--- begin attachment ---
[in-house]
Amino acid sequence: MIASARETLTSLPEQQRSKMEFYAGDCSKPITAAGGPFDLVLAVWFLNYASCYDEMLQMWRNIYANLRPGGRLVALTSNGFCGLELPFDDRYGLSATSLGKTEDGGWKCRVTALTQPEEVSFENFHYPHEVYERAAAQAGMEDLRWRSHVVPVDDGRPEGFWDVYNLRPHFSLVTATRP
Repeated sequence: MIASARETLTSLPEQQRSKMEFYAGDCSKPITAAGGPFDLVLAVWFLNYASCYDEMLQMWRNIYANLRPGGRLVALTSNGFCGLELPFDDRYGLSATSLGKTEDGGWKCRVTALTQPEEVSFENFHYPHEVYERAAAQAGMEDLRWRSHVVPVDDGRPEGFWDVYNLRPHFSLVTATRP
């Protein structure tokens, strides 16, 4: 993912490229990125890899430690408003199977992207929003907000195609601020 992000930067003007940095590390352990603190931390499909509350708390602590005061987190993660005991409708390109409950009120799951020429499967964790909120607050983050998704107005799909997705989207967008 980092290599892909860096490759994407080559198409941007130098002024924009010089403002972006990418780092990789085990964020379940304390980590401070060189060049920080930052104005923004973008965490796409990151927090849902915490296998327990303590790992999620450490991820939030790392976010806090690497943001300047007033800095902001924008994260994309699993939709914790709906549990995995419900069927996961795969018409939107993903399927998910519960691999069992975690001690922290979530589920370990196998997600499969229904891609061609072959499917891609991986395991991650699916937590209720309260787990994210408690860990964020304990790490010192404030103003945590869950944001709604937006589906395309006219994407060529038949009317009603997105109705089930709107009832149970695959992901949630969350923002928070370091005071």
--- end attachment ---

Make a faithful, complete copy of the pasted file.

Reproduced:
[in-house]
Amino acid sequence: MIASARETLTSLPEQQRSKMEFYAGDCSKPITAAGGPFDLVLAVWFLNYASCYDEMLQMWRNIYANLRPGGRLVALTSNGFCGLELPFDDRYGLSATSLGKTEDGGWKCRVTALTQPEEVSFENFHYPHEVYERAAAQAGMEDLRWRSHVVPVDDGRPEGFWDVYNLRPHFSLVTATRP
Repeated sequence: MIASARETLTSLPEQQRSKMEFYAGDCSKPITAAGGPFDLVLAVWFLNYASCYDEMLQMWRNIYANLRPGGRLVALTSNGFCGLELPFDDRYGLSATSLGKTEDGGWKCRVTALTQPEEVSFENFHYPHEVYERAAAQAGMEDLRWRSHVVPVDDGRPEGFWDVYNLRPHFSLVTATRP
């Protein structure tokens, strides 16, 4: 993912490229990125890899430690408003199977992207929003907000195609601020 992000930067003007940095590390352990603190931390499909509350708390602590005061987190993660005991409708390109409950009120799951020429499967964790909120607050983050998704107005799909997705989207967008 980092290599892909860096490759994407080559198409941007130098002024924009010089403002972006990418780092990789085990964020379940304390980590401070060189060049920080930052104005923004973008965490796409990151927090849902915490296998327990303590790992999620450490991820939030790392976010806090690497943001300047007033800095902001924008994260994309699993939709914790709906549990995995419900069927996961795969018409939107993903399927998910519960691999069992975690001690922290979530589920370990196998997600499969229904891609061609072959499917891609991986395991991650699916937590209720309260787990994210408690860990964020304990790490010192404030103003945590869950944001709604937006589906395309006219994407060529038949009317009603997105109705089930709107009832149970695959992901949630969350923002928070370091005071």